Laura, a very accomplished and intelligent client of mine, was at that confusing point where she was stuck and couldn’t make a decision. She didn’t know what to do. She had the onslaught of thinking:
“I could do this”…or “I could do that”….or “maybe even something else.”
Laura felt even more confused. She was angry and she resented herself for noticing that she was no longer satisfied. “What’s wrong with me?” she asked. She tried to convince herself and that everything was okay in her life. She said,“It’s not that bad. I have a good life. Compared to a lot of other women, I’m probably lucky.” She spent a lot of time trying to smooth things over in her mind. She didn’t want to rock the boat. All the while knowing in her heart of hearts that all that rationalization was just a bunch of baloney.
Confusion gets a bad rap. We feel so uncomfortable and unsettled. No one really likes that. And yet, being confused means that we are considering new options. We’re thinking about things that may be out of the the box for us. So they’re out of our comfort zone.
It’s the good and bad news, isn’t it? Everything isn’t always straightforward and matter a fact when we’re on the path of growing and evolving who we are. Life’s pretty messy in general and when we’re confused, we’re heading into uncharted territory. It’s even messier.
The good news is that we create the map.
One of the first signs is that we start feeling some discomfort. We’re not satisfied. The situation we’re in isn’t acceptable to us any longer. We may even reach the super saturation point where we say we’ve had enough.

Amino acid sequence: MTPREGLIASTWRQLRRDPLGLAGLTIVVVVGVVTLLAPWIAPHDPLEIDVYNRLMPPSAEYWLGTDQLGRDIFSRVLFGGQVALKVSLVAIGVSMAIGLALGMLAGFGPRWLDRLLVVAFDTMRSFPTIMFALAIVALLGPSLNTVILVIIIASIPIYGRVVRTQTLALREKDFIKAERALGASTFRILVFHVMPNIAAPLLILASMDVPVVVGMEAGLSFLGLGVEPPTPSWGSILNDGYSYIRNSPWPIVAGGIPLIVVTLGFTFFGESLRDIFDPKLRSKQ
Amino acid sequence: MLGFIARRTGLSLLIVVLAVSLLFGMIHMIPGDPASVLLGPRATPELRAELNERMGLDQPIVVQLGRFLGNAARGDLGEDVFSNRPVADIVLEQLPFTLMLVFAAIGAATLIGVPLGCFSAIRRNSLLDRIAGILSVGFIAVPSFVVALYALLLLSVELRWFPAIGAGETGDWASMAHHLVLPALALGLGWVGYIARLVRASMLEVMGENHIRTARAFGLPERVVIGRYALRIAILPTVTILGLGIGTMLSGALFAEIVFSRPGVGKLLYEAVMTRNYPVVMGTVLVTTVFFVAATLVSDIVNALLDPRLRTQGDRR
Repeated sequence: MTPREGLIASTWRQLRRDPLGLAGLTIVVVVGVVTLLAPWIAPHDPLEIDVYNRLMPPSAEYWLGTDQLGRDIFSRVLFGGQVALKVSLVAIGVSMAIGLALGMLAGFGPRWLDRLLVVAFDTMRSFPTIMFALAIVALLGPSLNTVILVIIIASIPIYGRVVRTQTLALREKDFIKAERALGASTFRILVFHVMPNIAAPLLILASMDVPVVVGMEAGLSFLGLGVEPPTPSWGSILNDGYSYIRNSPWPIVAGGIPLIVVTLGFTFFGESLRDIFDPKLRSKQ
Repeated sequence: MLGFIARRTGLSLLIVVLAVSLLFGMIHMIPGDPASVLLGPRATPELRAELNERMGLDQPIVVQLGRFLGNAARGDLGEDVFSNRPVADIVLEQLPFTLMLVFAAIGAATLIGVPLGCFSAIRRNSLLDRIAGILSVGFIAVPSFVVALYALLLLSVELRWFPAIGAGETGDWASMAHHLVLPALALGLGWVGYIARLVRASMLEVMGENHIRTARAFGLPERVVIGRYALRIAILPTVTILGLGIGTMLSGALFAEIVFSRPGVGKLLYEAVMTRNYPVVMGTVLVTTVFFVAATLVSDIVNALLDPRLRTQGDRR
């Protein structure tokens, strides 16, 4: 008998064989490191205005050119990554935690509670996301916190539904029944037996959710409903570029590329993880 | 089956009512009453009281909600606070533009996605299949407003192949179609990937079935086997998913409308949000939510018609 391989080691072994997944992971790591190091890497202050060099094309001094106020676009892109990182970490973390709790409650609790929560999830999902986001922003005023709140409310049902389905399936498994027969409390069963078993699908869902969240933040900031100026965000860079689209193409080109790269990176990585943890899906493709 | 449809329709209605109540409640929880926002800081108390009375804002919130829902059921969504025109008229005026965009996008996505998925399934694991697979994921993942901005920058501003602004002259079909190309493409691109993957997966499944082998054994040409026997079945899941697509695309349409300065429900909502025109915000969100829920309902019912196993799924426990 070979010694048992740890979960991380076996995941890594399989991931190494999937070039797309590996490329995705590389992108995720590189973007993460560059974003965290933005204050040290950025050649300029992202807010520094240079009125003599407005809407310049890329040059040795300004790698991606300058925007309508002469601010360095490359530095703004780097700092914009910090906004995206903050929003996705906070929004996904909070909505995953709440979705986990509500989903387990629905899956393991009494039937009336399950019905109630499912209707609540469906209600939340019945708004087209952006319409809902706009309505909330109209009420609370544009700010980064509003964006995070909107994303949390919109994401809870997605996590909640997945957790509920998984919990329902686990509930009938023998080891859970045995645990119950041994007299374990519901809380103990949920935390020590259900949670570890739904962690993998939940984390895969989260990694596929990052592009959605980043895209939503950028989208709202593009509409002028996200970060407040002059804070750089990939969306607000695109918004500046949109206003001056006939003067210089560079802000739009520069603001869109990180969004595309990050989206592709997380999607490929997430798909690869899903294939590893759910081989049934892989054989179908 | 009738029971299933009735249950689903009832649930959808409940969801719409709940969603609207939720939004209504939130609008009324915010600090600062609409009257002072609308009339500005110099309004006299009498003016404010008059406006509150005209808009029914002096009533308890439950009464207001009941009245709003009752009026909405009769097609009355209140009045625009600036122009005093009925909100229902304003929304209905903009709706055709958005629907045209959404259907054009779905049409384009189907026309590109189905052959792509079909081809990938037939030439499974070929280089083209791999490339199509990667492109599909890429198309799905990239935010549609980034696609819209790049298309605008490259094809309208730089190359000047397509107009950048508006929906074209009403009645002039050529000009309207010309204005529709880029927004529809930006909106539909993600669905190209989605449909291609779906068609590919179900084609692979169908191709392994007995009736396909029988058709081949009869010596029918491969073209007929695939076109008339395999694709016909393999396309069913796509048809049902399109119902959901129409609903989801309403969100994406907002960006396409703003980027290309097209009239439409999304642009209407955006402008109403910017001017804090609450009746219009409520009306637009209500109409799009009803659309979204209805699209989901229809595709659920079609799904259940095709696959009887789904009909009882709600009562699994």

That’s a little scary or terrifying, depending on the situation. We all want to stay in our comfort zone, even when it’s uncomfortable. Living in the familiar place when it’s no longer suitable creates being in the unhealthy and potentially detrimental complacent zone.
Laura’s confusion was painful.
That pain lead her to work with me. Her first step was to explore where she was, what she wanted and why she wanted it.
She had to get her courage stoked up to even begin to imagine a different way of living. It’s not always so straightforward: good or bad, right or wrong.
Laura discovered the ability to really hang in there with herself and not let her anxiety call the shots. Her anxiety wanted her to hurry up with a quick fix or fall back into the old rut. Laura accepted her discomfort. She began to wrap her head around understanding acceptance. She realized that even if she didn’t like what she had to go through on the way to making a decision, it was necessary. When she wasn’t resisting reality any longer, it shifted things for her. Things opened up and she was able to move forward, even though she wasn’t quite clear on how things were going to end up.
Laura learned to trust the part of her that took the lead toward a greater sense of health and well being. She understood the value of partnering with me to explore her options. She redefined her confusion as the transition to her new life! In the end, she created the path that led her to having the adventure on the way to her new fulfilling reality.